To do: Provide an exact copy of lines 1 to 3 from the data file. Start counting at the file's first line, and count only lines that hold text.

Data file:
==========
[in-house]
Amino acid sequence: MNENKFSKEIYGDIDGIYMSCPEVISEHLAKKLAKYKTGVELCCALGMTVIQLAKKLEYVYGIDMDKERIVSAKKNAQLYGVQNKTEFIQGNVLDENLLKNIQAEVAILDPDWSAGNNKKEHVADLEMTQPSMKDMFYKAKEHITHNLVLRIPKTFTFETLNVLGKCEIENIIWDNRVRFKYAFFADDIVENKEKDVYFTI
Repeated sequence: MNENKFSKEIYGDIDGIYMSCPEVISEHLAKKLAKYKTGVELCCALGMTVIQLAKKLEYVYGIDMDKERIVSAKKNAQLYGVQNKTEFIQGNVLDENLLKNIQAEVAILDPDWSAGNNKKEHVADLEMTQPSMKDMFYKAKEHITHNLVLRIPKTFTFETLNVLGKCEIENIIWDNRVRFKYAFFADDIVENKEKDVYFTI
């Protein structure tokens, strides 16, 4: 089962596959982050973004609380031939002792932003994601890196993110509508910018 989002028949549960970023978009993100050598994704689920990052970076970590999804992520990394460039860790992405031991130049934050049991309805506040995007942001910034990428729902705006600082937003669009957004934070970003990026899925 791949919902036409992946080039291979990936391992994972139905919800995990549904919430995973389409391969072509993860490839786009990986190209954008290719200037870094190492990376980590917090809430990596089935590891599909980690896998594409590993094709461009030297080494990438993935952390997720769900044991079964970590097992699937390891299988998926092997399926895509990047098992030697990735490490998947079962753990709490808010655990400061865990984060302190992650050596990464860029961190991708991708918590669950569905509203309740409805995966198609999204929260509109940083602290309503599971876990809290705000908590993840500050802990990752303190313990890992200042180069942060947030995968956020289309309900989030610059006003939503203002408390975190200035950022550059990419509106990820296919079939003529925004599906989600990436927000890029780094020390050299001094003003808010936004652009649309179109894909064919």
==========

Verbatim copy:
[in-house]
Amino acid sequence: MNENKFSKEIYGDIDGIYMSCPEVISEHLAKKLAKYKTGVELCCALGMTVIQLAKKLEYVYGIDMDKERIVSAKKNAQLYGVQNKTEFIQGNVLDENLLKNIQAEVAILDPDWSAGNNKKEHVADLEMTQPSMKDMFYKAKEHITHNLVLRIPKTFTFETLNVLGKCEIENIIWDNRVRFKYAFFADDIVENKEKDVYFTI
Repeated sequence: MNENKFSKEIYGDIDGIYMSCPEVISEHLAKKLAKYKTGVELCCALGMTVIQLAKKLEYVYGIDMDKERIVSAKKNAQLYGVQNKTEFIQGNVLDENLLKNIQAEVAILDPDWSAGNNKKEHVADLEMTQPSMKDMFYKAKEHITHNLVLRIPKTFTFETLNVLGKCEIENIIWDNRVRFKYAFFADDIVENKEKDVYFTI